Richard Millar is one of IOP’s current policy interns. Here he writes about the value of research funding.
For anyone who is involved with the science policy world of today, the notion of “research impact” will be a very familiar one. The UK research councils, who fund most of the research in UK universities, have made demonstrating impact of proposed research on wider society an essential requirement for a successful grant application.
Whilst the case that the fruits of publicly-funded research are harvested for the public cause remains fundamentally unanswerable, the subsequent interpretation of “impact for the public benefit” leads to a path one has to tread very carefully to avoid easily-walked-into pitfalls…
On 4th July 2012, the emotional scenes at CERN during the seminar announcing the end of the long search for physics’ most elusive star enshrined the date as one hallmarked to impact on the mind-set of a generation. The Higgs boson, the fundamental role it plays in the existence of reality as we know it and the story of the protracted quest to prove its existence has captured the imagination of the world.
The wide-spread fascination with the idea of the Higgs is a fantastic contemporary example of the power of fundamental science to inspire and captivate people like little else. It forms a compelling reminder of the true value to society that we should accord fundamental research in today’s ever-pressurised science budget.
In the prolonged period of stagnant growth that our society is living through today, the “impact” of research is being interpreted mostly in terms of economic impact. Whilst this is understandable in the current economic conditions, this should not necessarily mean it is desirable. After all, surely economic activity should be viewed as a means to an end in achieving and improving quality of life in society and not sought as a goal purely for its own sake? Taking a view from this economic paradigm, the “impact on society” that public funded research proposals should be judged against is their impact on the public quality of life in all its forms.
Undoubtedly monetary issues do play a large role in the quality of life that an individual can lead. It is widely accepted that a certain threshold level of financial well-being is needed to lead a life of higher quality in all other aspects, free from over-arching fiscal worries. It is equally widely acknowledged that, beyond this threshold, other less tangible factors are equally as important as more money. These factors are wide ranging and numerous, from positive relationships with friends and family through to being intellectually inspired and having a sense of purpose.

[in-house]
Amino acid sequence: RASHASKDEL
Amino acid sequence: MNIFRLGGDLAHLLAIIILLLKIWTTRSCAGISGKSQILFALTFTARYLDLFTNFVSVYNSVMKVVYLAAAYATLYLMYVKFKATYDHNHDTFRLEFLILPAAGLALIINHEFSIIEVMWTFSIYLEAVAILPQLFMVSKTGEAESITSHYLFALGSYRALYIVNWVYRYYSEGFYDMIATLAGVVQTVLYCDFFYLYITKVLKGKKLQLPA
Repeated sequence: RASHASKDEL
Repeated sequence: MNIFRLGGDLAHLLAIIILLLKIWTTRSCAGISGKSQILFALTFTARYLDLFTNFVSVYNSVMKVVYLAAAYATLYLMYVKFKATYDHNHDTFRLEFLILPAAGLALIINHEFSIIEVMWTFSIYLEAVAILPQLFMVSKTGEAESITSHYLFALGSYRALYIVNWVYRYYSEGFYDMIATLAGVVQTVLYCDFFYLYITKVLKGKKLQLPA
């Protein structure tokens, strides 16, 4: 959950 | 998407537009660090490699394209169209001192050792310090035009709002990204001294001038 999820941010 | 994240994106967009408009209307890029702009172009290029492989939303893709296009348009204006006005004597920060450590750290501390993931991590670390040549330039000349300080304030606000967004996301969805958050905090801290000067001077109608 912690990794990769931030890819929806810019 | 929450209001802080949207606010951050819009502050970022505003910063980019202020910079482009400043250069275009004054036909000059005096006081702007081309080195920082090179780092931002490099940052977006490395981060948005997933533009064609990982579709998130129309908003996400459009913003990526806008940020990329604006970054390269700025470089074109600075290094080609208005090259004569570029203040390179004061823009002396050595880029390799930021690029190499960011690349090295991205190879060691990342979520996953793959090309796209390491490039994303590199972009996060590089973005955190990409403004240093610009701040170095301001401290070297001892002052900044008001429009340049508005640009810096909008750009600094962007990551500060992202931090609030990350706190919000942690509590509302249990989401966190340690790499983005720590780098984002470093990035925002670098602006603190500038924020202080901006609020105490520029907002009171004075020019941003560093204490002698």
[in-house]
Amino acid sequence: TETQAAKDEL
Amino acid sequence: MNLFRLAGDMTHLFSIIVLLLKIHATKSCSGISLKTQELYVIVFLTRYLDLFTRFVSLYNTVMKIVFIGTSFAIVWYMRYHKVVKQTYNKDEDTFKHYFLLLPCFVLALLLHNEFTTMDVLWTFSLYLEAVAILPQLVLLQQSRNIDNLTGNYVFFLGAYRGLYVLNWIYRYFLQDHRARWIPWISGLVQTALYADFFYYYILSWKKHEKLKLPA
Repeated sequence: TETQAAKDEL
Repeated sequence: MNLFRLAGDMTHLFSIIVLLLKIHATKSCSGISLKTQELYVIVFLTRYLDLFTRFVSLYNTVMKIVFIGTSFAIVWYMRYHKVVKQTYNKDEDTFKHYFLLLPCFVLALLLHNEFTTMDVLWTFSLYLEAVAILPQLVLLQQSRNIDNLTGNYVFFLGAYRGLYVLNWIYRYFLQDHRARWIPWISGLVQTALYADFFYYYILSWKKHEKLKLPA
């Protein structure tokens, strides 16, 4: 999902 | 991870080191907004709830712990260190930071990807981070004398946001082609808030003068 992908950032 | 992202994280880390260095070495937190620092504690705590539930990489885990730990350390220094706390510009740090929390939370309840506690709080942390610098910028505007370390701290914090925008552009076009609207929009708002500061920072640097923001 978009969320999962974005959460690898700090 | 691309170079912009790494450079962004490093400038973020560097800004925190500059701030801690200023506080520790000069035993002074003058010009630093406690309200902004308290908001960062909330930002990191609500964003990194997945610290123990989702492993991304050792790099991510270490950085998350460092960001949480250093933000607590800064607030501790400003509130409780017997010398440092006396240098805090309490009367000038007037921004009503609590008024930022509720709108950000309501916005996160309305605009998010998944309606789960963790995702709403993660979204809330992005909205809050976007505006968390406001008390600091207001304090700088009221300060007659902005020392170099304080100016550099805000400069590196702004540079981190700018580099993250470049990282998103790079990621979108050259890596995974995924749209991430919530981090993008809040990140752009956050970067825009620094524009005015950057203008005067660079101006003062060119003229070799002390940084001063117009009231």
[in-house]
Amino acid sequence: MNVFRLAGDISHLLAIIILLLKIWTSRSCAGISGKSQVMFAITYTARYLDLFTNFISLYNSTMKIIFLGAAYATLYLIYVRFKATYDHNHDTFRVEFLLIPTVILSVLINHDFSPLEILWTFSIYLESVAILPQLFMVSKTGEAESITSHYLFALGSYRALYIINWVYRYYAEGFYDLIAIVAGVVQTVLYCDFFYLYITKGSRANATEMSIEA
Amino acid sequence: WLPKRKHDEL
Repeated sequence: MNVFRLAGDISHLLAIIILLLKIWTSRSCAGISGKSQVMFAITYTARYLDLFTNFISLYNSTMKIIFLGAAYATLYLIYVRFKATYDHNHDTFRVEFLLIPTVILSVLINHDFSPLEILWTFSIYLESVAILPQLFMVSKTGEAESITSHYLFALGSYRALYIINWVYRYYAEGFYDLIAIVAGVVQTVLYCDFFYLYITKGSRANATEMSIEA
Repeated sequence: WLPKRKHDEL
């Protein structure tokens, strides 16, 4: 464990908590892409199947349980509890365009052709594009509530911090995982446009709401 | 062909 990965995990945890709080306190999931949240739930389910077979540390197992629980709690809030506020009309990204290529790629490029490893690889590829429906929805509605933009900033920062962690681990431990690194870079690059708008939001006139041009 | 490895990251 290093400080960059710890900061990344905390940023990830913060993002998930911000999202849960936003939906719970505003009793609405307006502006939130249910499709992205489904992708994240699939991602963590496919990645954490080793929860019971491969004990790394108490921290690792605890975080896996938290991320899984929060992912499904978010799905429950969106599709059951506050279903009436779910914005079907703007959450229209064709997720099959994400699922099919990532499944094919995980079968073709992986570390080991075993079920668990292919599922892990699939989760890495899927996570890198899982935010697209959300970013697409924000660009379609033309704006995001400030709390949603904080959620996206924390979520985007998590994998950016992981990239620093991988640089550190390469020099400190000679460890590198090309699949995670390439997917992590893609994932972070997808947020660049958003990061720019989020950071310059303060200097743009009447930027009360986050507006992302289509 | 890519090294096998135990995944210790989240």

Fundamental research that delves into the nature of reality and tackles the big questions of our existence has an almost limitless capacity to captivate and enthral human minds. In many aspects, science today fulfils the role that religion did for centuries past, offering an engagement with the nature of the universe and hints at answers to the big questions.
The millennia long tradition of religious practise all around the world is a testament to the impact that engagement with these concepts and ideas can have on people’s lives. We should not neglect the continued importance of this engagement now that science is the premier carrier of the torch toward these ultimate answers. The value of providing insight into the depths of reality and the impacts on intellectual engagement that it creates, should not be forgotten even in these economically chaste times.
The case for funding of research that leads to innovation (in both the short-term and the long term) and hence economic benefit is very clear cut and justifiably so. The funding of innovation-driven research is a fundamental driver of technological advancement and future economic prosperity. Aside from this, as a society we have already accepted the argument that there is worth in spending public money on social programmes that don’t have a purely economic goal.
We rightly see the value in spending public money on promoting participation and elite performance in sport, supporting our national museums and offering financial grants to help arts and culture thrive. Fundamental science has as much potential to impact on social well-being as any of the above. We must avoid the trap of neglecting this benefit of scientific research, as seems to be all the too common at the moment.
In science, the inspiration potential behind new discoveries is often lost due to poor communication of the ideas from the scientists to the public. The challenge for the scientific community is to make the case for valuing this benefit of their research by making their inspirational ideas and discoveries easily available and understandable, in order to be enjoyed by all.
Disclaimer: This post is Richard’s opinion and does not necessarily reflect the viewpoints of the IOP